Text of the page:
Winning the Career Tournament

To add additional context to Linda Tischler’s feature story, Fast Company offers two edited transcripts of interviews with Professor Charles A. O’Reilly at the Stanford Graduate School of Business and Catherine Hakim, a sociology professor at the London School of Economics. What factors account for career success?

To add additional context to Linda Tischler’s feature story, Fast Company offers two edited transcripts of interviews with Professor Charles A. O’Reilly at the Stanford Graduate School of Business and Catherine Hakim, a sociology professor at the London School of Economics.

What factors account for career success? And how can those factors help explain the continuing dearth of women at the top of American corporations? Professor Charles A. O’Reilly has been fascinated by those questions for decades. We sat down with him in his office at the Stanford Graduate School of Business to discuss the results of his recent study, which followed a group of MBA students from UC Berkeley’s Haas School of Management for eight years after graduation.


Fast Company: What differences did you notice between men and women MBAs when you interviewed them for your study?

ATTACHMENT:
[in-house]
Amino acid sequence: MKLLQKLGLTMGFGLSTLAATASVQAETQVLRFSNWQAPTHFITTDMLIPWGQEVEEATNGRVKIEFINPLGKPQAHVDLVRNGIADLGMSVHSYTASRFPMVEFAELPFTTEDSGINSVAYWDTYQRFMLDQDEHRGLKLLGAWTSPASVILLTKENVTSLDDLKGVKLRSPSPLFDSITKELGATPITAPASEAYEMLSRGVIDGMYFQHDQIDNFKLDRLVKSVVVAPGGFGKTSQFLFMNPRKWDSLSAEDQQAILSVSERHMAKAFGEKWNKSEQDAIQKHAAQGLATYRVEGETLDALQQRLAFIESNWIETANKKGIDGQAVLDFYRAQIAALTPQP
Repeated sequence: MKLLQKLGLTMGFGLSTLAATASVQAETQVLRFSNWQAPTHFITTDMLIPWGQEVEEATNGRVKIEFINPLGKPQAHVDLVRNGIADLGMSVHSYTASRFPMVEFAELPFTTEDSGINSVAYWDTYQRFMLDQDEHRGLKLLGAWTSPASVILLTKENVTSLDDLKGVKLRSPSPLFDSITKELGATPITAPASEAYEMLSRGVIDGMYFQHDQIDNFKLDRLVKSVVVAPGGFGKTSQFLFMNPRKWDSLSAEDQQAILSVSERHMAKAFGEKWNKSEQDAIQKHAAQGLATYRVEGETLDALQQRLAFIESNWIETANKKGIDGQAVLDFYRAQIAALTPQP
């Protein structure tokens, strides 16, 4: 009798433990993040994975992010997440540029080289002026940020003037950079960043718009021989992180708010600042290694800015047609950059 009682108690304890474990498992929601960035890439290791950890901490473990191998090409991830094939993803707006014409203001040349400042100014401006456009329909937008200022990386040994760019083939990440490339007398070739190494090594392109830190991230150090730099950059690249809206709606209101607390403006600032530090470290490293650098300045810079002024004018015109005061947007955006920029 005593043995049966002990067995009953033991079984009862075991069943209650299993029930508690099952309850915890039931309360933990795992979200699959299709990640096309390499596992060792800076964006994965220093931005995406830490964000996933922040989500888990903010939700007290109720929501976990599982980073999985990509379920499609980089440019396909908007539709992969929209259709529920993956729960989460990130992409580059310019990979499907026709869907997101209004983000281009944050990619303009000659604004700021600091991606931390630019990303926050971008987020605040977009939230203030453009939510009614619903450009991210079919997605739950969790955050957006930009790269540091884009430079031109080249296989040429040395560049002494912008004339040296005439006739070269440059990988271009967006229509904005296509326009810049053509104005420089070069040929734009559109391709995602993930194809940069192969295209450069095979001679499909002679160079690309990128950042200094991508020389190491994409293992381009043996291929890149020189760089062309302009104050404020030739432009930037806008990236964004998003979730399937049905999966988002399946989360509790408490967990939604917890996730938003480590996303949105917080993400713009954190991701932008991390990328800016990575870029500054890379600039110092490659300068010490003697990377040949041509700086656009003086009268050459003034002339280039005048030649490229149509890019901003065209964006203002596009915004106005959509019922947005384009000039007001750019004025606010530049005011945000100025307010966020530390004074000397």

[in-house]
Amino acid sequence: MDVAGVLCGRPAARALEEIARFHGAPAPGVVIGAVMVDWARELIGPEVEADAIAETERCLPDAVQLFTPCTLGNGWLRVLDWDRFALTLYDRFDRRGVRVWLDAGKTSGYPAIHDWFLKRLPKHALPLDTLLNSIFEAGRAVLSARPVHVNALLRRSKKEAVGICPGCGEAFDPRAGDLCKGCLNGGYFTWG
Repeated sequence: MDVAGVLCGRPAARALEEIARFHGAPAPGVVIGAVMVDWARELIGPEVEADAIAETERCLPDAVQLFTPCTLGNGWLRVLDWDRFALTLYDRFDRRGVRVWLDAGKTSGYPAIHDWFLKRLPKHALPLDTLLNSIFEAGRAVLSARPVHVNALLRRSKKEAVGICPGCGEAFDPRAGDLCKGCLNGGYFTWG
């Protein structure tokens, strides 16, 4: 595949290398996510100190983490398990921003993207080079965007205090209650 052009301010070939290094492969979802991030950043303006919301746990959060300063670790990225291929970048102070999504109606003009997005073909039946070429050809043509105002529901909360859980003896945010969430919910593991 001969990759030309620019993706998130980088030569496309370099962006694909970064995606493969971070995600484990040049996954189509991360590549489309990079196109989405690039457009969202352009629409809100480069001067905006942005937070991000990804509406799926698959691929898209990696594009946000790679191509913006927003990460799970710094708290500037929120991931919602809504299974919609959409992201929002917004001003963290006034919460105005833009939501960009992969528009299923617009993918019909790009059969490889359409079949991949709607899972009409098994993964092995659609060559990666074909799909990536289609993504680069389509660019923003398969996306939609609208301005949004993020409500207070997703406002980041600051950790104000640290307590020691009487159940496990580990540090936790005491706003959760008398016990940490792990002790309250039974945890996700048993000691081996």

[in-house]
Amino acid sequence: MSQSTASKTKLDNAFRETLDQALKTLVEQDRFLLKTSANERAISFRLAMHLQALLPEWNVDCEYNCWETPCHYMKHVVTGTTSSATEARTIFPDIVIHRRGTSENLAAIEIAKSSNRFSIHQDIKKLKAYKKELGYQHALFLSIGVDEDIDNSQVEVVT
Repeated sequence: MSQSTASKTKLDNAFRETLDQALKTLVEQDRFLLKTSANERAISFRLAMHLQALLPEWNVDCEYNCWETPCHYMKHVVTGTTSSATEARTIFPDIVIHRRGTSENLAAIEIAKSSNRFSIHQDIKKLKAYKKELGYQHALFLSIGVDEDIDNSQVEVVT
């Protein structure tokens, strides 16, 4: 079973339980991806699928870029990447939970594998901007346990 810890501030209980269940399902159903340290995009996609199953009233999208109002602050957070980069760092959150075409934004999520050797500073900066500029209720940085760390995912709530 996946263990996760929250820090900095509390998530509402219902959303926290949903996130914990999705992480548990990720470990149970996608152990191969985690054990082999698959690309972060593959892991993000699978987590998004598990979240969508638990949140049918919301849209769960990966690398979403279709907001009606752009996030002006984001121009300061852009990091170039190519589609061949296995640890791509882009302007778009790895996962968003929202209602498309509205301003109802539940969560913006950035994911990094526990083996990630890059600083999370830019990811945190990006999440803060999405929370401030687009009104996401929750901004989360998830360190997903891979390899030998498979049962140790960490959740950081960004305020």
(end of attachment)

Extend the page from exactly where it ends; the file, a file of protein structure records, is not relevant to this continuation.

Charles O’Reilly: As part of the assessment we would ask, “Where do you see yourself in five years, and in ten years?” Typically, the men would have a vision of where they were going to be and what kind of job they were going to have. The women were much more diffuse. What I came to understand is that although these women are ambitious and good at playing the game, they still know that, say, 10 years after graduation, they’ll have a choice to make about work and family. While they’re in the MBA program, the last thing they want to do is spend a lot of time thinking about it.

The first generation of women, like Carly Fiorina, who made it to the top, succeeded by playing by the rules of the tournament. In some sense, they were more masculine in how they approached the game than today’s students.

FC: You mention the tournament model of careers. Can you explain how that works?

O’Reilly: Edward Lazear, an economist here at Stanford, came up with the idea. If you think about a typical tennis or golf tournament, it begins with a bunch of people in the first round, whose winners then advance to the second round, etc. until you finally get to the end. In the initial rounds, you’ve got some people who are really good and some people who aren’t. By the time you get to the higher echelons of the tournament, the people who aren’t very skilled have been weeded out.

If you think about performance in organizations as being a function of motivation times ability – how smart you are and how hard you work – what makes a difference at the top level is effort; ability has been equilibrated. If somebody does 500 backhands a day and somebody else does only 100, then in the long-term, the person who does the more backhands is more likely to win.


In one of our studies, we found that effort and ability by themselves don’t appear to explain much, but the combination really matters. In other words, people who work harder, who are smarter, are going to have greater success.

FC: In your study, then, who did you find plays this game best?